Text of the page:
What Kind of Whales Eat Krill?

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Blue whales are one of a number of species that feed on krill.
Blue whales are one of a number of species that feed on krill. (Image: Blue Whale diving for krill off Orange County California image by ADMIRAL BENBOW from Fotolia.com)

Whales are large, graceful marine animals. The mammals travel through the ocean, communicating through their eerie songs and giving humans a show whenever they surface. As the largest of animals, it's somewhat amazing that some whales survive by eating microscopic krill.

Whales--The Facts

Whales are the largest animals on the planet. Although they live in the waters of the ocean, whales are warm-blooded animals who breathe air and give live birth to their young. Whales are omnivorous, meaning that they eat plants and meat, or carnivorous, meaning that they eat only meat. Whales are intelligent and normally live in large family groups.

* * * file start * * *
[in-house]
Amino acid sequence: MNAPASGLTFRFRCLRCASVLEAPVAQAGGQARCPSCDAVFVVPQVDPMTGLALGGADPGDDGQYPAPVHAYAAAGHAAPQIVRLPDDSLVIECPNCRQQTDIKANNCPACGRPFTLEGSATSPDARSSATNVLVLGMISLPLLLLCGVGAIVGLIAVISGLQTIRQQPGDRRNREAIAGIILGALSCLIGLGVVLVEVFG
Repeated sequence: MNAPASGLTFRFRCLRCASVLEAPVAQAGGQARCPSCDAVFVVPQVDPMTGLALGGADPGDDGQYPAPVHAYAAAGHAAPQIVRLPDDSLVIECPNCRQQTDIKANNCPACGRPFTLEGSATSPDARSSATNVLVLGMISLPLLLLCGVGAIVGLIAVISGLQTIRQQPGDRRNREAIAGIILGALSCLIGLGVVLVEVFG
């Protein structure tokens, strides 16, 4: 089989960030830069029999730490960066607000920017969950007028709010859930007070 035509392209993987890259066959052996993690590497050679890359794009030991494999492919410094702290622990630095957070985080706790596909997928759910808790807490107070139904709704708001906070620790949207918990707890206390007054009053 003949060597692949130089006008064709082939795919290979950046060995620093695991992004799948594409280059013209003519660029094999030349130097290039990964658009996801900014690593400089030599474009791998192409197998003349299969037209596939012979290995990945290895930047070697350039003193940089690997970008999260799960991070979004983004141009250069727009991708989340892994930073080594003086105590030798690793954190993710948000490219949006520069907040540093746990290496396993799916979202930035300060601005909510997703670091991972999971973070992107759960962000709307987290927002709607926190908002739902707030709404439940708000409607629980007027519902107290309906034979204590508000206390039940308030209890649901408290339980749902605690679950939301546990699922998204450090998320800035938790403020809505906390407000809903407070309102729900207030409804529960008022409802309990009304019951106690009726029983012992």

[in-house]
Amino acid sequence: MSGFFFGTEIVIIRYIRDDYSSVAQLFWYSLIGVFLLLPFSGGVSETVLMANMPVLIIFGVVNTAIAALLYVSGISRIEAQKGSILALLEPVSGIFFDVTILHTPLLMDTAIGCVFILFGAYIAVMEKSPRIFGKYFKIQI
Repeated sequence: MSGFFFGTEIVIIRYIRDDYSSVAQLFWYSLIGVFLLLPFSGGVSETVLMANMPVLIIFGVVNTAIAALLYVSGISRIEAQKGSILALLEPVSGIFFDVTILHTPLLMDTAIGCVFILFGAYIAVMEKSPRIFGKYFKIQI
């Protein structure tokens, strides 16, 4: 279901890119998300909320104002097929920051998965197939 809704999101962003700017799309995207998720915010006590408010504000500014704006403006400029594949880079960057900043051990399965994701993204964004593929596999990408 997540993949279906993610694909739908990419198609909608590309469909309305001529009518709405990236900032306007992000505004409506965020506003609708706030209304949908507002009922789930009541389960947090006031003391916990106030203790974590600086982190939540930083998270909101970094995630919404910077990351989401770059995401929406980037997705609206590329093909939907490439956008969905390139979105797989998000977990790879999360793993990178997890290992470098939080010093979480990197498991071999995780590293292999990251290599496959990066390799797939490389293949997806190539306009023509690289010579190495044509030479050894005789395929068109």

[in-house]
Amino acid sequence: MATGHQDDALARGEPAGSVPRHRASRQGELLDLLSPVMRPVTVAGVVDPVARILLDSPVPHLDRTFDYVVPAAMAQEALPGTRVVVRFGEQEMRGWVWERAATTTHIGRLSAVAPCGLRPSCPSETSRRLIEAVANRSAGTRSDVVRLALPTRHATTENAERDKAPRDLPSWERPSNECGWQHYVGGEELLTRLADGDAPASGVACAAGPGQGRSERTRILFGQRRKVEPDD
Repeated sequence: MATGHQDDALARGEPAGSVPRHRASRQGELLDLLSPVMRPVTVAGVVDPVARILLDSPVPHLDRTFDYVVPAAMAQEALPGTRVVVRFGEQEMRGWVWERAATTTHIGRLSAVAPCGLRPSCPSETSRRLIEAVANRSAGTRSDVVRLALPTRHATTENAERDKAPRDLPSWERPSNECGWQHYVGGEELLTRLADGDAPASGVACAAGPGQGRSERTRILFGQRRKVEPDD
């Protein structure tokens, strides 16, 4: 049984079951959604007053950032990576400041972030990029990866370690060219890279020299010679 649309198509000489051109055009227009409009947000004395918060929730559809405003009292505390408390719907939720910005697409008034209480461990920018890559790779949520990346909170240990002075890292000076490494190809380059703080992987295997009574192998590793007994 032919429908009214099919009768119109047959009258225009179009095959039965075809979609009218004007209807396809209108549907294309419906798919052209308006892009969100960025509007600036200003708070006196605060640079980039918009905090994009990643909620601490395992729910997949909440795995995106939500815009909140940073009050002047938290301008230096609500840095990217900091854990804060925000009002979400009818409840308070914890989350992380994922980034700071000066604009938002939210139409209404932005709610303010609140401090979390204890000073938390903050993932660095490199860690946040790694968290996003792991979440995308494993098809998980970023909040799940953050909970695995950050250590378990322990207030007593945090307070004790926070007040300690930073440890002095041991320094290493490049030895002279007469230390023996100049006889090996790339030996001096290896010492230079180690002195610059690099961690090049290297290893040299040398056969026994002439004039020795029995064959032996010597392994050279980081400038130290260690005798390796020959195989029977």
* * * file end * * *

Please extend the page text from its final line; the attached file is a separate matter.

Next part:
Types

Whales are divided into two categories: toothed whales and baleen whales. Toothed whales such as sperm and beluga whales have physical teeth and hunt other fish and mammals such as seals, penguins and smaller whales. Baleen whales have a specialized straining apparatus in their mouths that allow them to capture and live off microscopic plankton, algae and krill.

Krill and Plankton

Krill and plankton are tiny creatures that make up the base of the food chain in the ocean. Krill are very small shrimp-like animals, and plankton are various invertebrates and algae species. These animals float in the water in large numbers and feed whales, fish, crustaceans, etc.

Whales and Krill

Baleen whales including blue, humpback and gray whales eat drill, plankton and small fish. Baleen is hairy fringe located inside the whale's mouth. When the whale swims through a school of fish or krill, the small animals are trapped in the whale's baleen and swallowed. Other baleen whales are rorqual and right whales.

Considerations

Intense whaling for sport, meat, research and money has led to the decimation of many whale species. Although whaling (hunting for whales) has long been against international laws, some nations continue to kill whales within their national waters. This has led to endangered status for many of the whales, international outrage among animals activist groups and campaigns to stop the practice.

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